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DENMARK

British Öresund commuters protected from no-deal Brexit: UK embassy

British citizens who already live in Sweden and commute across to the Öresund Bridge to work in Copenhagen will be able to continue working under the same tax and employment conditions as today, even if there is a 'no-deal' Brexit.

British Öresund commuters protected from no-deal Brexit: UK embassy
About 150 British people came to the meeting at Malmö's Town Hall. Photo: Richard Orange/The Local
“In the case of no deal, provided that you were working in Copenhagen at the time of whatever exit date, then you are fine to keep on in that existing employment,” Dr Jonas Bruun, from the British embassy in Copenhagen, told UK citizens at a town hall meeting in Malmö on Monday evening, attended by The Local.
 
But those who are now looking for a job in Copenhagen, or those who have a job but then lose it, face a more uncertain situation. 
 
“It becomes a little bit more complicated if you lose that job in a no-deal situation,” Bruun said. “The Danish legislation does not cover what will happen in that situation.” 
 
Bruun later told The Local that the Danish Ministry of Employment had confirmed to him that anyone with the status of 'frontier worker' at the time of the UK's exit from the European Union would still be able to receive unemployment benefit if they lost their jobs. 
 
They would also be able to change jobs between Danish employees without altering their situation. 
 
They would not, however, be able to move to take a new job in Sweden and then return to working in Denmark with the same rights. 
 
“You can go from Lego to Carlsberg. But you can't work in Sweden and then come back,” he said.  
 
Those who lose their 'frontier worker' status will no longer be able to take advantage of the deal between Sweden and Denmark over 'frontier workers', and will instead be treated in the same way as “third country citizens”, unless or until a new deal is reached to cover this.
 
Jonas Bruun (left), a policy officer at the British Embassy in Copenhagen and Peter Ruskin (right) Deputy Head of Mission at the British Embassy in Stockholm. Photo: Richard Orange
 
Under a 2003 deal between Denmark and Sweden, workers commuting across the Öresund Bridge pay income tax in Denmark at the same time as receiving healthcare, education and other welfare in Sweden. 
 
The problem for Öresund commuters stems from the fact that while Sweden last week announced a one-year 'grace period' for UK citizens, Denmark is not offering a similar arrangement.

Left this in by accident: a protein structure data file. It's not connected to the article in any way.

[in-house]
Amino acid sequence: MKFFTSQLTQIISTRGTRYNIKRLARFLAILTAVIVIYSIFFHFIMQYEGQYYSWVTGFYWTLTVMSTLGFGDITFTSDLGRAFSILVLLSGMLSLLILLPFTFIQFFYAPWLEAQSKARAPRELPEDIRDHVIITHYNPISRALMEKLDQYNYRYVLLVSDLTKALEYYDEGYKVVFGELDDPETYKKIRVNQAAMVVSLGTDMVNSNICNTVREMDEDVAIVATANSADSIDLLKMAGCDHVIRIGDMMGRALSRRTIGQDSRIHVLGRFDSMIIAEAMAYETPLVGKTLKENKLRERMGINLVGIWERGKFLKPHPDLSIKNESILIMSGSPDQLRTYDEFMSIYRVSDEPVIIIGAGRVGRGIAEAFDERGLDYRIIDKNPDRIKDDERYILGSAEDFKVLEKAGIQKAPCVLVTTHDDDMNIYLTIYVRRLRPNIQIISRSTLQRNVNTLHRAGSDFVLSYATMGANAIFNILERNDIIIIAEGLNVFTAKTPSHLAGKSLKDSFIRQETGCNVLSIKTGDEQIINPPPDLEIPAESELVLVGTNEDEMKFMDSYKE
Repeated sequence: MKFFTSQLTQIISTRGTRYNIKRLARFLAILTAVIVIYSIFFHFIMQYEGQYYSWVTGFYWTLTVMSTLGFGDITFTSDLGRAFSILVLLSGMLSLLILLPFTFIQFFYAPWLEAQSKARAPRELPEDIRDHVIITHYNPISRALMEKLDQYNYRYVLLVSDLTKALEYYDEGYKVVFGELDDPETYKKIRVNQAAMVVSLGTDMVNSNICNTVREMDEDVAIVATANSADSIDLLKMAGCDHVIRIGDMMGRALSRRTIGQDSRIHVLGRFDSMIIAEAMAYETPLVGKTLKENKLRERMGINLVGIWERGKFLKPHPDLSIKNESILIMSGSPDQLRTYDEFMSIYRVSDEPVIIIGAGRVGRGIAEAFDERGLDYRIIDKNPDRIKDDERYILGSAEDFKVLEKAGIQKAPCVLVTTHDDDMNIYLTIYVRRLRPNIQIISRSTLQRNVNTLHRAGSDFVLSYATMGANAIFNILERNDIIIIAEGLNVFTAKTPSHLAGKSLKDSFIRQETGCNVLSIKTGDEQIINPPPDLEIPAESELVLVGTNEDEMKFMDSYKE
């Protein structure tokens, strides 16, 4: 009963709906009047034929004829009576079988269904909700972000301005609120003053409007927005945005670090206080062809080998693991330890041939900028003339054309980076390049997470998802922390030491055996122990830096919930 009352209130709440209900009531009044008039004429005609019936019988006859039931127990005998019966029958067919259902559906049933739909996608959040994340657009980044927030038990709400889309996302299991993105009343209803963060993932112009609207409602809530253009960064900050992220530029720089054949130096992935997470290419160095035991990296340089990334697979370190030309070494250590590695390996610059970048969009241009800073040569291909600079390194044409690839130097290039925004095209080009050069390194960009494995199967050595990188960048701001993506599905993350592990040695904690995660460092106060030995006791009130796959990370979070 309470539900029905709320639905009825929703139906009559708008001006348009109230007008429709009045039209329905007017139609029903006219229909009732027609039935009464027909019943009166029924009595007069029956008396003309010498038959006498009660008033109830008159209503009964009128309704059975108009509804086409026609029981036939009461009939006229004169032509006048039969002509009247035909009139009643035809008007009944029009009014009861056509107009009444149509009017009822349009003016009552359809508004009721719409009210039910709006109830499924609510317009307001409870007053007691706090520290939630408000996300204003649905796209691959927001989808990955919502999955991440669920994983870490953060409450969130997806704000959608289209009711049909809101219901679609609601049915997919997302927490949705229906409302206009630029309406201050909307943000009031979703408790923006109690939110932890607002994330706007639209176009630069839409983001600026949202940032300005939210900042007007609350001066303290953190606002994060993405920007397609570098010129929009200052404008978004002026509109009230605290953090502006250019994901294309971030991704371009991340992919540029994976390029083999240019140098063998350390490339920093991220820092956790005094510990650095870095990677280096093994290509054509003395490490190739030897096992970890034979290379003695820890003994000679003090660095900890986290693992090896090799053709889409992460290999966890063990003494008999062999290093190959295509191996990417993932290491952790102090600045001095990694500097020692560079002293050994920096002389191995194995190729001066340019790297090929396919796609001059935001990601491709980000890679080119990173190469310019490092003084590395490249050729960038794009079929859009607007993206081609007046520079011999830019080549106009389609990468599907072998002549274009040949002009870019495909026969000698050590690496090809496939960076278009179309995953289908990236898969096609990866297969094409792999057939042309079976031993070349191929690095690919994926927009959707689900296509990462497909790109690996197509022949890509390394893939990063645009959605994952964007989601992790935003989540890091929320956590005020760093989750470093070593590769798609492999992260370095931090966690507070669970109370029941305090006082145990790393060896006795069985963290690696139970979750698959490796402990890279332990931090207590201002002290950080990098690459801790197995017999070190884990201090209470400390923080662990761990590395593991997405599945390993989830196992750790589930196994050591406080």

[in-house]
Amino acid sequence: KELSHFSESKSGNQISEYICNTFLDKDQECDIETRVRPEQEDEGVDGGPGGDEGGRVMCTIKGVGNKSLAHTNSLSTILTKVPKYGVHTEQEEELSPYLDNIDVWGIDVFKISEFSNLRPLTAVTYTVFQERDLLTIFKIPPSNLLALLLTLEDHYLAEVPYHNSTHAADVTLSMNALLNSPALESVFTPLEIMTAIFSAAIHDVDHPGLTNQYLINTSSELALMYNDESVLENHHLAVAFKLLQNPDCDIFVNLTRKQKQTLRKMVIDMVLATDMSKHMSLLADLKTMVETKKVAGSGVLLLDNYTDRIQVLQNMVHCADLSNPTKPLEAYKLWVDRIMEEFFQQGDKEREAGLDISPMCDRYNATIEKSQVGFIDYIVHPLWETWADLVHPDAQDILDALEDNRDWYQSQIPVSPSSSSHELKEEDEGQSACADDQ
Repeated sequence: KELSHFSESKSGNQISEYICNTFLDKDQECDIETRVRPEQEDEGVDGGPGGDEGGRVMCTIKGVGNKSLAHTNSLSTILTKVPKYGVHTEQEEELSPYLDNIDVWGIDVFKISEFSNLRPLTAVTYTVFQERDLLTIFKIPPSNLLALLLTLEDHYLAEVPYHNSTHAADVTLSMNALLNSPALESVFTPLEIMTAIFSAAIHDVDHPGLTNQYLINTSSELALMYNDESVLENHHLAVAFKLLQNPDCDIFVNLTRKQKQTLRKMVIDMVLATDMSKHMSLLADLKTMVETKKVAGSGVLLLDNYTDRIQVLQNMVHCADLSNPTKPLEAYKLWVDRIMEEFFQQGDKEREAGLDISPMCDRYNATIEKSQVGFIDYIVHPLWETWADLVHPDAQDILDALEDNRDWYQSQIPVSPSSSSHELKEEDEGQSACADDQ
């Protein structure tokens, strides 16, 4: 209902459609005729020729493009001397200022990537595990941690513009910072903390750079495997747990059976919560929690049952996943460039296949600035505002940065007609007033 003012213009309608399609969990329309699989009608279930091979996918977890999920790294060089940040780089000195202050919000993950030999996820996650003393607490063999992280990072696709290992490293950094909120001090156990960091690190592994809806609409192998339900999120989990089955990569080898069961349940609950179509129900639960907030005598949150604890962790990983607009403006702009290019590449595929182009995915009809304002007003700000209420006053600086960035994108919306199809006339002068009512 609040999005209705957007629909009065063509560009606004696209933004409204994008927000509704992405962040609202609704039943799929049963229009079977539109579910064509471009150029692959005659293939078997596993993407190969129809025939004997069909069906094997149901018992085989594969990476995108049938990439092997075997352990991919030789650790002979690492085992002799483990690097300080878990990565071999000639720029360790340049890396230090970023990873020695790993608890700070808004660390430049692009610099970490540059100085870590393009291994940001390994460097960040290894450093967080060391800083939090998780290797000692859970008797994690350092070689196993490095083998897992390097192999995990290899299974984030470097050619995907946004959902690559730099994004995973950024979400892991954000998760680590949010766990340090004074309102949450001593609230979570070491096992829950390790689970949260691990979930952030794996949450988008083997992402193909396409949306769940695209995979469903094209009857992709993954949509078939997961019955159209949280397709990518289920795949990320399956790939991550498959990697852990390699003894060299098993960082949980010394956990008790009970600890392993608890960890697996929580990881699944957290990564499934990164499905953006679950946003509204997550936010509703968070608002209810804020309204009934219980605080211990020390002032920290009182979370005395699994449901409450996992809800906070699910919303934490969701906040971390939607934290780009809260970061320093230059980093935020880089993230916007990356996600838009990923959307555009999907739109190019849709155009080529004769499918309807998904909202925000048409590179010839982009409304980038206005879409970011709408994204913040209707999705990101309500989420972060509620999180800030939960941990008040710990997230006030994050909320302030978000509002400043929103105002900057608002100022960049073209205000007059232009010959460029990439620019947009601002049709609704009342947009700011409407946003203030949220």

Meggan Collins, who lives in Malmö but who has been studying architecture in Copenhagen, said she was disappointed that British cross-border workers would only be able to take advantage of the Öresund deal if they already had jobs. 
 
“This puts me in a pretty sticky situation,” she told The Local. “A lot of the architecture jobs are in Denmark, not in Malmö, so I do feel a bit threatened now.” 
 
She said she was worried that the starting salary for a newly qualified architect in Denmark would be too low to qualify her for a work permit under Denmark's points system for third country nationals, and that the six-month contracts normally offered would be too short. 
 
“I'm graduating in Denmark with a Danish degree that I've been doing for seven years now, and I'm going to come out not being able to get the highest job that I can in Denmark.” 
 
Meggan Collins and her British boyfriend Jacob Coles. Photo: Richard Orange 
 
Lawmakers in London are set to vote on Prime Minister Theresa May's Brexit deal on Tuesday, a day after May said she had secured a new and improved deal to leave the EU.

The British PM said on Monday she had secured “legally binding” guarantees from the EU designed to get the Brexit deal through the British parliament and avert a chaotic withdrawal.

She announced the move after a late evening dash to Strasbourg to hammer out the changes with top European officials, as the clock ticked down to Britain's scheduled divorce from the bloc on March 29th.

Read more about May's proposed deal here.

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BREXIT

Is new court ruling the end for Britons fighting to remain EU citizens?

The Court of Justice of the European Union confirmed on Thursday that Brexit really does mean that Britons are no longer EU citizens. Claudia Delpero looks at whether there's any other way they can keep their rights.

Is new court ruling the end for Britons fighting to remain EU citizens?

The Court of Justice of the European Union confirmed on Thursday that Britons lost EU citizenship when the UK left the EU, on 1st February 2020. 

It is the first time the EU’s top court has rules on the matter, after a number of legal cases challenged this specific Brexit outcome. The decision also sets a precedent should other countries decide to leave the bloc in the future. 

What has the EU Court decided?

The Court of Justice decided on a case brought by a British woman living in France.

Before Brexit, she could vote and stand as a candidate in her town of residence, Thoux. But after the UK withdrawal from the EU, she was removed from the electoral roll and excluded from the municipal elections that took place in March 2020, during the transition period.  

As the mayor refused her appeal to restore the registration, she took the case to the regional court in Auch, which agreed to request an interpretation of the rules to the EU top court.